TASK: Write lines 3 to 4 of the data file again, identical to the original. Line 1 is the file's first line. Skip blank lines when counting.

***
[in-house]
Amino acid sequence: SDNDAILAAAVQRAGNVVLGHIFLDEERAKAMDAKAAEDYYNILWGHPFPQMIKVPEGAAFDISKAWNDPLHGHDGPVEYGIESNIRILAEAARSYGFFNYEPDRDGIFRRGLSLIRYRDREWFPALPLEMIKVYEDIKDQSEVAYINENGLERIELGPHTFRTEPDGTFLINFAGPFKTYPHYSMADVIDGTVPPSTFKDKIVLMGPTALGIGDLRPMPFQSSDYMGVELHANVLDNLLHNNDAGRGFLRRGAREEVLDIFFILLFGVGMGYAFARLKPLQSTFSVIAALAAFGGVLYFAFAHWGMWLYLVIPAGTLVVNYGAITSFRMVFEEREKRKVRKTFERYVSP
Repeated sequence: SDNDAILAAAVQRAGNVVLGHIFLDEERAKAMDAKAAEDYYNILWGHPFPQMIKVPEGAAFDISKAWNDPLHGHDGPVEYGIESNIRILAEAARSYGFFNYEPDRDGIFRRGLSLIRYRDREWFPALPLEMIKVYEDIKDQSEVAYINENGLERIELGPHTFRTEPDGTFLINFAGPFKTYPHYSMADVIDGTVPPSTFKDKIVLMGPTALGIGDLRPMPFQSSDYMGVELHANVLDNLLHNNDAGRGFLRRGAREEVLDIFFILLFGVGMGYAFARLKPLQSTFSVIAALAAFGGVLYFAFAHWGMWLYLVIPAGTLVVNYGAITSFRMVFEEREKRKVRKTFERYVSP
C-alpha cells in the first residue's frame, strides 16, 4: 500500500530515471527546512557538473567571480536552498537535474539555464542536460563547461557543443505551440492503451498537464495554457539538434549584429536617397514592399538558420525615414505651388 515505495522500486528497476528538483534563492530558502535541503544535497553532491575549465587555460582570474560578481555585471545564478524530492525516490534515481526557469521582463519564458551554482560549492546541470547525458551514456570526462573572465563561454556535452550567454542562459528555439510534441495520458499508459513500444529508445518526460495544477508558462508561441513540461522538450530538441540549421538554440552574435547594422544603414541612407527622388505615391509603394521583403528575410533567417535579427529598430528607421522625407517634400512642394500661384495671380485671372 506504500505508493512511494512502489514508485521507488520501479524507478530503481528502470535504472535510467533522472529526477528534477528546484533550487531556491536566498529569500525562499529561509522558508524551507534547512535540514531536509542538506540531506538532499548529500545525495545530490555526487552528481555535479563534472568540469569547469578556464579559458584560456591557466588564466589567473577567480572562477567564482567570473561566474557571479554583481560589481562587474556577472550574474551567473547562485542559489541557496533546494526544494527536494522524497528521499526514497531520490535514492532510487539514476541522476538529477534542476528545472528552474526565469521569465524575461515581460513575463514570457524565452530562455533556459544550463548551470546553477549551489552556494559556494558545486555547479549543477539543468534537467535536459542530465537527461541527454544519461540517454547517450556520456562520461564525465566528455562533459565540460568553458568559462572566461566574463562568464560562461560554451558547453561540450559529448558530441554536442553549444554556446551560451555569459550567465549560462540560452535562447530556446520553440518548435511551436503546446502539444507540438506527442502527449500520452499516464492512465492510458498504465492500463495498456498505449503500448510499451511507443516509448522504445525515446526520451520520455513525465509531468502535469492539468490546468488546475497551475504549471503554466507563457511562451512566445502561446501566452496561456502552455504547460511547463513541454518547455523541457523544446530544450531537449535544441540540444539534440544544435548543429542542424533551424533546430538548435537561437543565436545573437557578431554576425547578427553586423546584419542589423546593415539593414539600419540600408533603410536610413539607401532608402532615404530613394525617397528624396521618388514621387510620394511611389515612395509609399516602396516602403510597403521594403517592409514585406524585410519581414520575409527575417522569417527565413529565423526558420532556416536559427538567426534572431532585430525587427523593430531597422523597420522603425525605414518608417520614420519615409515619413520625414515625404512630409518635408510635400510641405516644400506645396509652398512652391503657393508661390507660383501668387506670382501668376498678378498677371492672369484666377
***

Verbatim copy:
Repeated sequence: SDNDAILAAAVQRAGNVVLGHIFLDEERAKAMDAKAAEDYYNILWGHPFPQMIKVPEGAAFDISKAWNDPLHGHDGPVEYGIESNIRILAEAARSYGFFNYEPDRDGIFRRGLSLIRYRDREWFPALPLEMIKVYEDIKDQSEVAYINENGLERIELGPHTFRTEPDGTFLINFAGPFKTYPHYSMADVIDGTVPPSTFKDKIVLMGPTALGIGDLRPMPFQSSDYMGVELHANVLDNLLHNNDAGRGFLRRGAREEVLDIFFILLFGVGMGYAFARLKPLQSTFSVIAALAAFGGVLYFAFAHWGMWLYLVIPAGTLVVNYGAITSFRMVFEEREKRKVRKTFERYVSP
C-alpha cells in the first residue's frame, strides 16, 4: 500500500530515471527546512557538473567571480536552498537535474539555464542536460563547461557543443505551440492503451498537464495554457539538434549584429536617397514592399538558420525615414505651388 515505495522500486528497476528538483534563492530558502535541503544535497553532491575549465587555460582570474560578481555585471545564478524530492525516490534515481526557469521582463519564458551554482560549492546541470547525458551514456570526462573572465563561454556535452550567454542562459528555439510534441495520458499508459513500444529508445518526460495544477508558462508561441513540461522538450530538441540549421538554440552574435547594422544603414541612407527622388505615391509603394521583403528575410533567417535579427529598430528607421522625407517634400512642394500661384495671380485671372 506504500505508493512511494512502489514508485521507488520501479524507478530503481528502470535504472535510467533522472529526477528534477528546484533550487531556491536566498529569500525562499529561509522558508524551507534547512535540514531536509542538506540531506538532499548529500545525495545530490555526487552528481555535479563534472568540469569547469578556464579559458584560456591557466588564466589567473577567480572562477567564482567570473561566474557571479554583481560589481562587474556577472550574474551567473547562485542559489541557496533546494526544494527536494522524497528521499526514497531520490535514492532510487539514476541522476538529477534542476528545472528552474526565469521569465524575461515581460513575463514570457524565452530562455533556459544550463548551470546553477549551489552556494559556494558545486555547479549543477539543468534537467535536459542530465537527461541527454544519461540517454547517450556520456562520461564525465566528455562533459565540460568553458568559462572566461566574463562568464560562461560554451558547453561540450559529448558530441554536442553549444554556446551560451555569459550567465549560462540560452535562447530556446520553440518548435511551436503546446502539444507540438506527442502527449500520452499516464492512465492510458498504465492500463495498456498505449503500448510499451511507443516509448522504445525515446526520451520520455513525465509531468502535469492539468490546468488546475497551475504549471503554466507563457511562451512566445502561446501566452496561456502552455504547460511547463513541454518547455523541457523544446530544450531537449535544441540540444539534440544544435548543429542542424533551424533546430538548435537561437543565436545573437557578431554576425547578427553586423546584419542589423546593415539593414539600419540600408533603410536610413539607401532608402532615404530613394525617397528624396521618388514621387510620394511611389515612395509609399516602396516602403510597403521594403517592409514585406524585410519581414520575409527575417522569417527565413529565423526558420532556416536559427538567426534572431532585430525587427523593430531597422523597420522603425525605414518608417520614420519615409515619413520625414515625404512630409518635408510635400510641405516644400506645396509652398512652391503657393508661390507660383501668387506670382501668376498678378498677371492672369484666377